• Definition: Small particles (droplet) of weld metal
expelled from the welding operation which
adhere to the base metal surface.
• Cause: Long arc length, severe electrode angles,
high amperages.
• Prevention: Correct the cause. Base metal can
be protected with coverings or hi-temp paints.
• Repair: Remove by grinding or sanding.
Sometimes must be tested as if it were a weld.
Arc Craters
• Definition: A depression left at the termination of
the weld where the weld pool is left unfilled.
• Cause: Improper weld termination techniques
• Prevention: Improve technique or use equipment
• Repair: If no cracks exist, simply fill in the crater.
Generally welding from beyond the crater back
into the crater.

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• Longitudinal
• Transverse
• Crater
• Throat
• Toe
• Root
• Underbead and Heat-affected zone
• Hot
• Cold or delayed
Longitudinal Crack
• Definition: A crack running in the direction of the
weld axis. May be found in the weld or base
• Cause: Preheat or fast cooling problem. Also
caused by shrinkage stresses in high constraint
• Prevention: Weld toward areas of less constraint.
Also preheat to even out the cooling rates.
• Repair: Remove and reweld
Toe Crack
• Definition: A crack in the base metal beginning at
the toe of the weld
• Cause: Transverse shrinkage stresses. Indicates
a HAZ brittleness problem.
• Prevention: Increase preheat if possible, or use a
more ductile filler material.
• Repair:
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Throat Crack
• Definition: A longitudinal crack located in the
weld throat area.
• Cause: Transverse Stresses, probably from
shrinkage. Indicates inadequate filler metal
selection or welding procedure. May be due to
crater crack propagation.
• Prevention: Correct initial cause. Increasing
preheat may prevent it. be sure not to leave a
crater. Use a more ductile filler material.
• Repair: Remove and reweld using appropriate
procedure. Be sure to correct initial problem first.
Crater Crack
• Definition: A crack, generally in the shape of an
“X” which is found in a crater. Crater cracks are
hot cracks.
• Cause: The center of the weld pool becomes
solid before the outside of the weld pool, pulling
the center apart during cooling
• Prevention: Use crater fill, fill the crater at weld
termination and/or preheat to even out the
cooling of the puddle
• Repair:
Transverse Crack
• Definition: A crack running into or inside a weld,
transverse to the weld axis direction.
• Cause: Weld metal hardness problem
• Prevention:
• Repair:
Root Crack
• Definition: A crack in the weld at the weld root.
• Cause: Transverse shrinkage stresses. Same as
a throat crack.
• Prevention: Same as a throat crack
• Repair:
Underbead Crack
• Definition: A crack in the un-melted parent metal
of the HAZ.
• Cause: Hydrogen embrittlement
• Prevention: Use Lo/Hi electrodes and/or preheat
• Repair: (only found using NDT). Remove and
Hot Crack
• Definition: A crack in the weld that occurs during
• Cause: Micro stresses from weld metal shrinkage
pulling apart weld metal as it cools from liquid to
solid temp.
• .
Cold Crack
• Definition: A crack that occurs after the metal has
completely solidified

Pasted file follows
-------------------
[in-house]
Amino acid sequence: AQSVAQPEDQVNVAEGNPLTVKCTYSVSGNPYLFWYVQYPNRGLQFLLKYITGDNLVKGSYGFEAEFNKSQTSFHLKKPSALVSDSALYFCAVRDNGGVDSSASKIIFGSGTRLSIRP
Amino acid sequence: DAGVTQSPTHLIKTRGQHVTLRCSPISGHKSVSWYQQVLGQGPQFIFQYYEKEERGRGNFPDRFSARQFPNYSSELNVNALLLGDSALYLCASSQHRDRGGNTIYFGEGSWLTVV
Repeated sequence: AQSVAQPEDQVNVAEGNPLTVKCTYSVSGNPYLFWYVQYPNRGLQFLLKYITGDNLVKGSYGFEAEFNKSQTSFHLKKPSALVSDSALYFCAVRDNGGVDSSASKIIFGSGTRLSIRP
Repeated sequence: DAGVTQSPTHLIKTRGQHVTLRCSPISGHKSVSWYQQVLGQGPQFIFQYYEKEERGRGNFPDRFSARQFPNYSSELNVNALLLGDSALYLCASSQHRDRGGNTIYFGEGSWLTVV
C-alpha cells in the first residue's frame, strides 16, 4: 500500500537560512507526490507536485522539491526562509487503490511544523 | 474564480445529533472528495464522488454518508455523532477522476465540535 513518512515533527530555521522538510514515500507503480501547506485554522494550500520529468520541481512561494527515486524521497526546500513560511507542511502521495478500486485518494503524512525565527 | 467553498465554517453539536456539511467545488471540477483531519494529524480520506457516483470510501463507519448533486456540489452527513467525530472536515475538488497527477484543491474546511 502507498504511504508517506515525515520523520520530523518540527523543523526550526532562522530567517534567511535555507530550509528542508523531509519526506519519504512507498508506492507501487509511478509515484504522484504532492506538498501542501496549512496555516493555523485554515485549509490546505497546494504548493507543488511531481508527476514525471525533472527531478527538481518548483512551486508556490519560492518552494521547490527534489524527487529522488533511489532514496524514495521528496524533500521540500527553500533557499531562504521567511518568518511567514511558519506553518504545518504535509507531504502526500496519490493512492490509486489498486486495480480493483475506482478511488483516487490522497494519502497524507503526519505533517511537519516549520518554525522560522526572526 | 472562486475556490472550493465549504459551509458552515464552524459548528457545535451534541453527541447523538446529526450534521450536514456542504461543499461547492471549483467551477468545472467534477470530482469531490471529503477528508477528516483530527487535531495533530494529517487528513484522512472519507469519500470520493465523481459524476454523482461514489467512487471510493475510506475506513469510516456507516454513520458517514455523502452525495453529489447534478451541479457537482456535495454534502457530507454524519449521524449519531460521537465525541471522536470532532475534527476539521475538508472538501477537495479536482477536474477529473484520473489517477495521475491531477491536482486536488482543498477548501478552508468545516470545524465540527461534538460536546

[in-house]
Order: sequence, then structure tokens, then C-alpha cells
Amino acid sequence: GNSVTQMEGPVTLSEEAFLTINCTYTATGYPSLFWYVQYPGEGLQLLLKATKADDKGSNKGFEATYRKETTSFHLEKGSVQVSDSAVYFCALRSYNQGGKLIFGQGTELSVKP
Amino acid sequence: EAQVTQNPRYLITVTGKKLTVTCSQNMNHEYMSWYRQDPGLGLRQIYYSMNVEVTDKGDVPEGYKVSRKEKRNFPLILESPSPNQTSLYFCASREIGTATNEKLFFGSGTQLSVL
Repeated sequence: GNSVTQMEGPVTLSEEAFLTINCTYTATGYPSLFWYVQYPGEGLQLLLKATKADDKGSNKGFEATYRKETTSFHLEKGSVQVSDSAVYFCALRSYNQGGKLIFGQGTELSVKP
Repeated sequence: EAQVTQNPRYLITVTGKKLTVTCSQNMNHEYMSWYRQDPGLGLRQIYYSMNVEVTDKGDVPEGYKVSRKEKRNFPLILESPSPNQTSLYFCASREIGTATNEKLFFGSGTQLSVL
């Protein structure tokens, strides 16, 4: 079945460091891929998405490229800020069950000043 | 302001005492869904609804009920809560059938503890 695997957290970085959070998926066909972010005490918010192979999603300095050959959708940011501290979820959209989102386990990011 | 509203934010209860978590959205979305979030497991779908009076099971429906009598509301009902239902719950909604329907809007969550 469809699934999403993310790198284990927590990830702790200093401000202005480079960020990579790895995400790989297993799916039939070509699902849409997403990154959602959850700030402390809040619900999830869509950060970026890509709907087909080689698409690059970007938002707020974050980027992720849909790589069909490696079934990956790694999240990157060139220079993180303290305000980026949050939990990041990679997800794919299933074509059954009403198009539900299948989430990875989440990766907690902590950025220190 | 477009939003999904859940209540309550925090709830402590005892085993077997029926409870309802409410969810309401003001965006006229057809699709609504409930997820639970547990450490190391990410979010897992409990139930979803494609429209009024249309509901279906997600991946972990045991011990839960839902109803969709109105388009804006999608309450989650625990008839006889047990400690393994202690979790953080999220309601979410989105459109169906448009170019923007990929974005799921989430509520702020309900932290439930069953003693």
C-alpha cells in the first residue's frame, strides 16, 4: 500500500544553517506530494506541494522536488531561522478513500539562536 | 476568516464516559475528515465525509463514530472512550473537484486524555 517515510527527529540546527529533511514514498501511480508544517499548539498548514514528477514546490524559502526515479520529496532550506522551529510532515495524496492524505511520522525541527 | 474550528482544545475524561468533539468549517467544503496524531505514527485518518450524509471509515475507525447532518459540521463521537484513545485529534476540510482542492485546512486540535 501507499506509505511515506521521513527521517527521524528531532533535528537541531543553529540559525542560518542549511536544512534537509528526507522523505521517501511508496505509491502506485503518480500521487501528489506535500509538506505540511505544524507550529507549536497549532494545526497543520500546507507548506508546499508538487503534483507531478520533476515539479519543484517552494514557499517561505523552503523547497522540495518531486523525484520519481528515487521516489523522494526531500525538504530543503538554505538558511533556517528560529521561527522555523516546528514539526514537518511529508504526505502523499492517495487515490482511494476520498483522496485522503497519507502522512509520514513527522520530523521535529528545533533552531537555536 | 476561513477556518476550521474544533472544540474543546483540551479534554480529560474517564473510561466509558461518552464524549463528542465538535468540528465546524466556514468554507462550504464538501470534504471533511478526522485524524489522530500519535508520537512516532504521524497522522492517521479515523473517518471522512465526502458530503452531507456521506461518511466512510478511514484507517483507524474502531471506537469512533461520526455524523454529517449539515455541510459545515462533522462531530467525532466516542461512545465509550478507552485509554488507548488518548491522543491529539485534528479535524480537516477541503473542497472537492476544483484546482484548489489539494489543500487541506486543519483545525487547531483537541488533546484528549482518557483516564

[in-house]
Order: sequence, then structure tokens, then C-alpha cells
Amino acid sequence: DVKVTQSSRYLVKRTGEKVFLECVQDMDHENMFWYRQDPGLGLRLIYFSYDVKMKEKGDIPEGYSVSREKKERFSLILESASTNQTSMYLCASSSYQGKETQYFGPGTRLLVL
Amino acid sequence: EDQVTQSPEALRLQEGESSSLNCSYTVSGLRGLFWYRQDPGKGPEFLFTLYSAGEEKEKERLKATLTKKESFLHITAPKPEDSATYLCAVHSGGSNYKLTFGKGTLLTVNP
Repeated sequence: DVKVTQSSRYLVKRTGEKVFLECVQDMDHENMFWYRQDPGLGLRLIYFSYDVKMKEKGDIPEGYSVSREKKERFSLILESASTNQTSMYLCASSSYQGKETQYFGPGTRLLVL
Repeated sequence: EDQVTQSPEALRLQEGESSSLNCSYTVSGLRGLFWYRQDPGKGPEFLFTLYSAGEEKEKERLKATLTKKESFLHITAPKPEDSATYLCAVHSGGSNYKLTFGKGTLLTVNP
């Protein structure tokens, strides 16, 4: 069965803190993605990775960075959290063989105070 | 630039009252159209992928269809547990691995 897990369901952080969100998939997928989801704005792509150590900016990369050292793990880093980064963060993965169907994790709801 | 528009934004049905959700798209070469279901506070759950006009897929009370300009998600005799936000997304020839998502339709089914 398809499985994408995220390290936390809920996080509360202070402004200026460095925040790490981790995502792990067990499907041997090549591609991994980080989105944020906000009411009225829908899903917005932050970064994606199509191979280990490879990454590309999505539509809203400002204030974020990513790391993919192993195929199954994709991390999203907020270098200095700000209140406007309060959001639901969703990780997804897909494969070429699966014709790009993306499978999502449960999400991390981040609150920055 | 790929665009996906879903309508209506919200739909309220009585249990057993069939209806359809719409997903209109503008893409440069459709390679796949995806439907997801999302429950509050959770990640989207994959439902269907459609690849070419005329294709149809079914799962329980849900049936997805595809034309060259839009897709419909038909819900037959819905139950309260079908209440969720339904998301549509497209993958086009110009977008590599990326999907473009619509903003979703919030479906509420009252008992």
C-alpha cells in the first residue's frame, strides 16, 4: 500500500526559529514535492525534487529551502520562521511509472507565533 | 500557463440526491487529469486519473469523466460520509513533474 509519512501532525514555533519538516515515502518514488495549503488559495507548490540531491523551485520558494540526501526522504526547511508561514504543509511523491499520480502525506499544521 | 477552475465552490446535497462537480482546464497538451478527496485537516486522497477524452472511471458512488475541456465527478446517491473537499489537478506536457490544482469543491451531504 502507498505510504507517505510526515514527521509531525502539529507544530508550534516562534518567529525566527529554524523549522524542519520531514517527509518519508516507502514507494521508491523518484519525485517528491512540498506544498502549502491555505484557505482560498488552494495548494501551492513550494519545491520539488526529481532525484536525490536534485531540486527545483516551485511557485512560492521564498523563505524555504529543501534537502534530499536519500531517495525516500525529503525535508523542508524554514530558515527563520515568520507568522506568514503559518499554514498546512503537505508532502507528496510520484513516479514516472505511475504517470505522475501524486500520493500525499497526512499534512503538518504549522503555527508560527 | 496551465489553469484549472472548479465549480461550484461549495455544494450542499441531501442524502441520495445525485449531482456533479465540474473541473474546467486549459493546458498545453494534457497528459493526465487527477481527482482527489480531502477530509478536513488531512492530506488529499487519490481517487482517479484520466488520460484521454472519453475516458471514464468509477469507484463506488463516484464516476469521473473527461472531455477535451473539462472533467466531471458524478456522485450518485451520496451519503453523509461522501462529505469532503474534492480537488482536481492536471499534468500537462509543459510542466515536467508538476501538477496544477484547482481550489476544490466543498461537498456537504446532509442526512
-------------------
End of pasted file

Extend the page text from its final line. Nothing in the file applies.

• Cause: Shrinkage, Highly restrained welds,
• Prevention: Preheat, weld toward areas of less
constraint, use a more ductile weld metal Repair:
• Remove and reweld, correct problem first,
preheat may be necessary.
Repairs to Cracks

• Determine the cause

 A crack during application of a welding
process is an indicator of a bigger PROCESS
• Correct the problem
• Take precautions to prevent reoccurrence
• Generally required to repair using a
smaller electrode
Base Metal Discontinuities

• Laminations and De-laminations

• Lamellar tearing
• Laps and Seams
• Base Metal Discontinuity
• Typical of rolled plate and strip
• May require repair prior to welding
• Formed during the milling process
• De-lamination - a lamination opened under stress
• Lamination effects can be reduced by joint design:
Laps and Seams
• A mill-induced discontinuity
resulting from a lump of
metal being squeezed over
into the surface of the
• If beyond acceptable limits,
must be removed and
repaired or discarded.

• Single Pore
• Uniformly Scattered
• Cluster
• Linear
• Piping
Single Pore

• Separated by at least their own diameter

along the axis of the weld
Uniformly Scattered Porosity

• Typically judged by diameter and proximity

to a start or stop
• often caused by low amperage or short arc
gap or an unshielded weld start
Cluster Porosity

• Typically viewed as a single large

Linear Porosity

• being linear greatly affects the severity of

this discontinuity
Piping Porosity

• Generally has special allowable limits


• Preheat will help eliminate

• May need an electrode with more
• Use run-on/run-off taps
• Restart on top of previous weld and grind off
Hammer marks

• Stress risers
• Unsightly
• Unnecessary
Heat-affected zone
microstructure alteration
• Metallurgical change in HAZ - may include
 grain refinement
 grain growth
 hardened areas
 softened areas
 precipitate suseptable areas.
Defect vs. Discontinuity
• Discontinuity - if it renders the part
unusable, it is a defect.
• Defect - it is outside the allowable limit, it
renders the part unusable.
• Design must recognize - things don’t have
to be perfect, just within acceptable
• Perfection is time consuming and costly

• May involve:
 different process
 different procedure
 different preheat/PWHT
 different electrode
 smaller electrode

• Only repair defects.

• Discontinuities are, by definition,
• Discontinuity pair is unnecessary
and not cost effective.